Roosters are a contentious issue among backyard chicken keepers. On the one hand, these charming chaps can be a huge benefit in keeping your flock safe and happy. On the other hand, a musical wake-up call can be too much to bear on an otherwise-lazy Sunday morning. Crowing can be a serious nuisance, but with a little patience and preparation, you can set up a backyard paradise that’ll keep everyone happy (even the neighbours!).
Different councils around Australia have different laws regarding roosters. Some of them explicitly prohibit roosters, but many of them don’t make any specific rules for the boys. Chickens are chickens! Here are some examples:
[Accurate as of 10 January 2017]
As you can see, different councils have different rules. You should check with your own council to see which ones apply to you. Regardless, even if you are technically allowed to keep roosters, no council will allow excessive noise. Excessive noise is a term that is usually defined by your neighbours - so take steps to keep it down, or risk losing that rowdy roo!
Roosters don’t just crow in the morning: they’ll pipe up for a variety of reasons at any hour, including spotting predators, finding food, or quibbling with another chook. And they’ll also speak up to complain if you aren’t taking good care of them! So:
The most infamous rooster crow happens at sunrise. Well, not exactly. Roosters actually base their crowing on a biological clock that anticipates sunrise rather than greets it. So rather than a nice 5am sleep-in, the unprepared keeper will be bolt-awake at 3am. Morning after morning, you might get used to it, but your poor neighbours will be a little less patient.
Fortunately, there are steps you can take to reduce the noise, or at least set the chook-alarm for a more reasonable hour:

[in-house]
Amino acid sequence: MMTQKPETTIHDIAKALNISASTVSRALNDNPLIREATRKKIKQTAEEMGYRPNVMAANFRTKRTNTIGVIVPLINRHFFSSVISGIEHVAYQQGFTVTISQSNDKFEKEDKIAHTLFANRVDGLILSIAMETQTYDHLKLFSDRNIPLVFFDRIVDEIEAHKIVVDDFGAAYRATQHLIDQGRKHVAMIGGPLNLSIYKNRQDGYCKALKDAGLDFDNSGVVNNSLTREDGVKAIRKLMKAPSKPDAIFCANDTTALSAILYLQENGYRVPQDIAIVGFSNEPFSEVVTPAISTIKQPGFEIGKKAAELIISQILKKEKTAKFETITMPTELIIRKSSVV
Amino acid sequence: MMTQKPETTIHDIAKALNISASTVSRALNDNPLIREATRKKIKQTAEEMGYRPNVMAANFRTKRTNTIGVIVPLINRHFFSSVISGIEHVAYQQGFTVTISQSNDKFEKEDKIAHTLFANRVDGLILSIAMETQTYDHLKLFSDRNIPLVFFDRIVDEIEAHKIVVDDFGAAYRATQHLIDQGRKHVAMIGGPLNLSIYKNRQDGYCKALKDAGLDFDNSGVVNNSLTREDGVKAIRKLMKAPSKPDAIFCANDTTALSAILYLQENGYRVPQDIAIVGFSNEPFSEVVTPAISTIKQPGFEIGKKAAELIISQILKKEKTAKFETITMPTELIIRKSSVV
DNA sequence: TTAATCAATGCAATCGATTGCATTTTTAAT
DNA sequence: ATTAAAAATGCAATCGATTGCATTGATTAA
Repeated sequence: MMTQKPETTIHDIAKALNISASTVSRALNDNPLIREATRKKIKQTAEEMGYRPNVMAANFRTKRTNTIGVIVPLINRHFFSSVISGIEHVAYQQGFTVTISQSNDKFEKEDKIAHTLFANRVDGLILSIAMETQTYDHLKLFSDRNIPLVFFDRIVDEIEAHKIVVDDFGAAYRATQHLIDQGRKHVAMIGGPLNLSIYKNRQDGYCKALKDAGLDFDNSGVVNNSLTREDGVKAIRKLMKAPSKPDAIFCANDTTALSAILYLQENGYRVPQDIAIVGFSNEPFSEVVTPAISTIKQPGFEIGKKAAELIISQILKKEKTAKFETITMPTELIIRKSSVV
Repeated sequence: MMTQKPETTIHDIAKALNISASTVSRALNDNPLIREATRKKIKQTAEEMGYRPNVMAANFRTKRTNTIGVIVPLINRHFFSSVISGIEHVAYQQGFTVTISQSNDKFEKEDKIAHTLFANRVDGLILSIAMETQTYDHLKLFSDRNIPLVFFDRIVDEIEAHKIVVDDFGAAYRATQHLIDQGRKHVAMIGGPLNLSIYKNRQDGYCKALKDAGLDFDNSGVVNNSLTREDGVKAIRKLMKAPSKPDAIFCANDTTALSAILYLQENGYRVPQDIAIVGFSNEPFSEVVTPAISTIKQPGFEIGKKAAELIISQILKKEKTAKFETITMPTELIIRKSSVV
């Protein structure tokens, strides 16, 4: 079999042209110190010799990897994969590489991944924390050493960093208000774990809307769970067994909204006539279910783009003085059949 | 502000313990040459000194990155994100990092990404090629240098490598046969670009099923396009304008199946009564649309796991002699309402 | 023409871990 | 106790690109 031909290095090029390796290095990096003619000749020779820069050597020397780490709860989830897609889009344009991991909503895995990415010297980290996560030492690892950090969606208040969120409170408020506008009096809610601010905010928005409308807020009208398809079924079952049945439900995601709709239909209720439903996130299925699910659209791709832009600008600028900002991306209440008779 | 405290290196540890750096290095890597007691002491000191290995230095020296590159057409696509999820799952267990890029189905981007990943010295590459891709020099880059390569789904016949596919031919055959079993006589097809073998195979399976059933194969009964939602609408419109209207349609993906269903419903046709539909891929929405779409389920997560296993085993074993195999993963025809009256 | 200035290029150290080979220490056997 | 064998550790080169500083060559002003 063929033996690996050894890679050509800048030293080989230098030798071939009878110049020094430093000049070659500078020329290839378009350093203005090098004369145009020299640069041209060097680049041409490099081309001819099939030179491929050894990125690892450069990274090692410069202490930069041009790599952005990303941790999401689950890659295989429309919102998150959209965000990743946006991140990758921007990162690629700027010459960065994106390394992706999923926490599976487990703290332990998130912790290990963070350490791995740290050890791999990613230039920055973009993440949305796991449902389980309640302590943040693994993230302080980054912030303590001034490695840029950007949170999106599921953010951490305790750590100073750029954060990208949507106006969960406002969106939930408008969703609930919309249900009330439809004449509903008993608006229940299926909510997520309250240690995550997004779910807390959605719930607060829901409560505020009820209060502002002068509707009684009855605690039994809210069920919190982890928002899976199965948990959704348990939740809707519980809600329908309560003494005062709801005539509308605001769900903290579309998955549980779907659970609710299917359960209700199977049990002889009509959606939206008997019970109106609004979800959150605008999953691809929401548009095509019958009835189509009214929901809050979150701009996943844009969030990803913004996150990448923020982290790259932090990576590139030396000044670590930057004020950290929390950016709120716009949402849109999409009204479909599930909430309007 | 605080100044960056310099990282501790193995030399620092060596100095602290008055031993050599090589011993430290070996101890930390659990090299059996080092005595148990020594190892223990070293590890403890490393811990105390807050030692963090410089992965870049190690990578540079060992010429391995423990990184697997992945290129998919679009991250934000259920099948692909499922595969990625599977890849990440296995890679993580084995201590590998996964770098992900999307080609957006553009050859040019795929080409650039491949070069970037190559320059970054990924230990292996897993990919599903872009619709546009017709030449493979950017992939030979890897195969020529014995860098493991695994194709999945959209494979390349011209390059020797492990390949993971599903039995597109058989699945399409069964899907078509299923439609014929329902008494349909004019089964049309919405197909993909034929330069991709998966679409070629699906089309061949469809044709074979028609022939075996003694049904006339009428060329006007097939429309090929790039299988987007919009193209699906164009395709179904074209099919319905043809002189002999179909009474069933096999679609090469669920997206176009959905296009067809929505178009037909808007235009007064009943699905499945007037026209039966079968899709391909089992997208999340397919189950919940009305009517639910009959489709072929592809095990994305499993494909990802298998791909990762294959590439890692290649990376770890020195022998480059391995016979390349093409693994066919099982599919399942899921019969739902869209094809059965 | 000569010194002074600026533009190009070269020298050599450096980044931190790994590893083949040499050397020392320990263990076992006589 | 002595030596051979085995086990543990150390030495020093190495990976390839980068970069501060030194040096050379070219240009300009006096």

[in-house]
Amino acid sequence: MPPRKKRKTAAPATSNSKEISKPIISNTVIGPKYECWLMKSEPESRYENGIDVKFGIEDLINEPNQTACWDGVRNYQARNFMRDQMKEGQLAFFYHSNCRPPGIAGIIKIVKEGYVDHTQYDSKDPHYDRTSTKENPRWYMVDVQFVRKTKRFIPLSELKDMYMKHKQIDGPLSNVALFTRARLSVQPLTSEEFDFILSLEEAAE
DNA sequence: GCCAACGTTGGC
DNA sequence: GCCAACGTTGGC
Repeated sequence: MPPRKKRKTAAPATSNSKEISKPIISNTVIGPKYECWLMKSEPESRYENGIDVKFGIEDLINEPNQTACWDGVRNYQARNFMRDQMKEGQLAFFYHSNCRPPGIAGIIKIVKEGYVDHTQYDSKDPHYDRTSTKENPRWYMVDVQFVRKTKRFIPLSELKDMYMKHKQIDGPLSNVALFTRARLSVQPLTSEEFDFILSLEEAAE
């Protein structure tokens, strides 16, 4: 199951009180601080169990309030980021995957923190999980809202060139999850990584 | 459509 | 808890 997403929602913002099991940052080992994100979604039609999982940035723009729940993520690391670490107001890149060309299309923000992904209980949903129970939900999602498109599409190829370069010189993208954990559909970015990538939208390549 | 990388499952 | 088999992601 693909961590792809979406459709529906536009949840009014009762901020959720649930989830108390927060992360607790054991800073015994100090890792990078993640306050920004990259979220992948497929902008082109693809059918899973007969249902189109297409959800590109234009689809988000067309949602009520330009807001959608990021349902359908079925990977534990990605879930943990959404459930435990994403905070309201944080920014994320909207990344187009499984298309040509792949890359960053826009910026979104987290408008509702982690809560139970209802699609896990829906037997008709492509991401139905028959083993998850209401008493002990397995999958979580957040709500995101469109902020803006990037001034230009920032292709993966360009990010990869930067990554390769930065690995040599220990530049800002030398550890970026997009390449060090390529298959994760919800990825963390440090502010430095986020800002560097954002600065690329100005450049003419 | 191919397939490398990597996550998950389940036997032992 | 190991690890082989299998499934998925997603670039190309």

Roosters are always the dominant personality in the chicken coop. Treat your chooks well, and he’ll respect you. However some particularly territorial boys might come to see you as a competitor, instead of a friend and carer. If that happens, stand your ground! Let a rooster bully you, and he might get some ideas about who is in charge - if he lunges at you, hold him down firmly. You might get some scratches in the process, but you’ll have a better relationship long term.
Speaking of scratches, the most fearsome trait of a rooster are definitely his spurs. These are the long ‘claws’ sprouting from the back of his leg. They can be a serious nuisance to you, and can also cause harm to your hens when a randy roo decides to mount them. Trimming spurs is advisable, and if done correctly, perfectly harmless. However, if you’re inexperienced with handling animals, you may want to take your boy to the vet to see how it’s done. To trim his spurs, catch your boy, wrap him in a towel to stop him wriggling, and then either:
Either way, the spur will grow back eventually - you will need to repeat this process regularly.
And there you have it! Keeping a roo isn’t so hard! Find out what they can do for you here.
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